Class conflict is defined as the tensions and antagonisms that characterize a society. It means that various classes in society have conflicting interests, which results from socioeconomic positions and outlooks. Class tension plays a critical role in understanding the nature of society right from prehistoric times when feudalism was the only type of class struggle to the modern type of class conflict that is capitalistic in nature. Marx defined class conflict as a struggle between the ruling class (bourgeoisie) and the working class (proletariat). This class conflict is inevitable in any capitalistic society.
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Bakunin based his analysis on the European enlightenment to argue that class conflict is a result of the struggle between the learned and the ruling class in society. He never believed that human beings are individualistic, which is a major difference between his views on class conflicts and the views of Marx. His view was that human beings are social beings and tend to live in communities in order to achieve efficiency. However, he supported the idea that individuals are guided by mechanical or natural laws meaning that they aspire to fulfill their selfish interests before they think of somebody else. This article compares the ideas of Marx and Bakunin. The comparison will focus on two major concepts, which include the idea of the dictatorship of the proletariat and political reform.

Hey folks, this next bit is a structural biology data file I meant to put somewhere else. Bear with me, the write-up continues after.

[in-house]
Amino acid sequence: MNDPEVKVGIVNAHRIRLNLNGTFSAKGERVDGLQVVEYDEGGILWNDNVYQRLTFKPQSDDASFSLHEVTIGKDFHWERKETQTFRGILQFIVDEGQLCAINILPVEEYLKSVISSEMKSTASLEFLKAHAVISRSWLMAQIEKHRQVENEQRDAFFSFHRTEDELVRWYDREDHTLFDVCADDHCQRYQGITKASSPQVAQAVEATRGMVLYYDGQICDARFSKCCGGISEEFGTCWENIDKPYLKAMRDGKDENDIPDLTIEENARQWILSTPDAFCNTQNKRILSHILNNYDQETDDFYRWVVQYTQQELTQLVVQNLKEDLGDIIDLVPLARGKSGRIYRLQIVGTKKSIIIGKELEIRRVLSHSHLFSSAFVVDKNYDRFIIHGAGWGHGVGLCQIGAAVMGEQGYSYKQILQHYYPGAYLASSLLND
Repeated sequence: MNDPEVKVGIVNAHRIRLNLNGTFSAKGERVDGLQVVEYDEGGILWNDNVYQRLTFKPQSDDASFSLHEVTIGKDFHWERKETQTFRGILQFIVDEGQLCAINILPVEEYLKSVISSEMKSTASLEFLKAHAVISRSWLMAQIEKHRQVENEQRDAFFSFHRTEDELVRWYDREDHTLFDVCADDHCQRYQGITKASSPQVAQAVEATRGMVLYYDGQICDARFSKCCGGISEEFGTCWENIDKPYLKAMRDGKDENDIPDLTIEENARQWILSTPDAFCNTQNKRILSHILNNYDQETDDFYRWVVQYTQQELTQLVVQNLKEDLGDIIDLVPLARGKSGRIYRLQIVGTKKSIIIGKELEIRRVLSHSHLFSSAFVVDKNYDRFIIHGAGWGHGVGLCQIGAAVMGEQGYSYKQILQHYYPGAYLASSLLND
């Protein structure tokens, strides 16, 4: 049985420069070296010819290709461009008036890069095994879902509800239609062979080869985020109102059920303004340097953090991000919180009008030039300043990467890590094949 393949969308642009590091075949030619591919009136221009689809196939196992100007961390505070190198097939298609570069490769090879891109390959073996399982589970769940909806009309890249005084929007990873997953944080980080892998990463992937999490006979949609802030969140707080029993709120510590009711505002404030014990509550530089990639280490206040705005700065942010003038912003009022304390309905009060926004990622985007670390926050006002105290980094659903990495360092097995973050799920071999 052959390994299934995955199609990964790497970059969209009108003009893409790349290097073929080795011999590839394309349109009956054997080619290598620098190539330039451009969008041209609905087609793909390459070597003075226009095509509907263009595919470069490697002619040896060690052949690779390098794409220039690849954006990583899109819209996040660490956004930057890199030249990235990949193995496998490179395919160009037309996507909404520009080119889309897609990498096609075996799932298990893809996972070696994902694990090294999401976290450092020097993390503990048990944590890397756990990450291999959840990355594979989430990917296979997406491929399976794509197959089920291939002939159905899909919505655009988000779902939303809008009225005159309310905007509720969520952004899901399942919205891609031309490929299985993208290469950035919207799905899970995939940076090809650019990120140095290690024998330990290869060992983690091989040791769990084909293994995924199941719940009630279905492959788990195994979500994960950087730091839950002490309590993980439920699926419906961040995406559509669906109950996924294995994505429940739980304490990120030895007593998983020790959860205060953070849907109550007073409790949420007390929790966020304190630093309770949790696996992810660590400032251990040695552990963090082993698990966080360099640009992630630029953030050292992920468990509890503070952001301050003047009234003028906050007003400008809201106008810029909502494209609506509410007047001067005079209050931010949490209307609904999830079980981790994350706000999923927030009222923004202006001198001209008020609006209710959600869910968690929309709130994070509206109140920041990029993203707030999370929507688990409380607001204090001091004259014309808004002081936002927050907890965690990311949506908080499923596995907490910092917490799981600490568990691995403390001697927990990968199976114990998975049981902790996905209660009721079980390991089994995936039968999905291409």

Karl Marx was a German philosopher who has extensively written on society and the factors that make it the way it is. His focus was on economics, as well as what causes the ideology and politics of any nation to change and shift in the most unexpected ways. One of the central ideas of Karl Marx was the fact that the battle between different classes in society is born through people having private property and the amount, as well as the quality of the said attributes. The reality shows that there are many people who possess much more than is needed for the necessities of life. This can be said about any society, as there are always people who are more successful than a large portion of the population.
An interesting fact is that this sort of natural law is true for any nation and country. There are places in the world that are considered the third world, but there are still people that are very wealthy and have enormous political or social status. This begs the question of how this happened and what are the results according to the greater good of society. One of the causes of such division is the number of opportunities that people are presented with. The conditions that exist for a certain individual become favorable in such a way that they are able to produce more gain with what they have. This leads to much faster development of an individual. The amount of capital that one has is a key instrument in the development of further resources.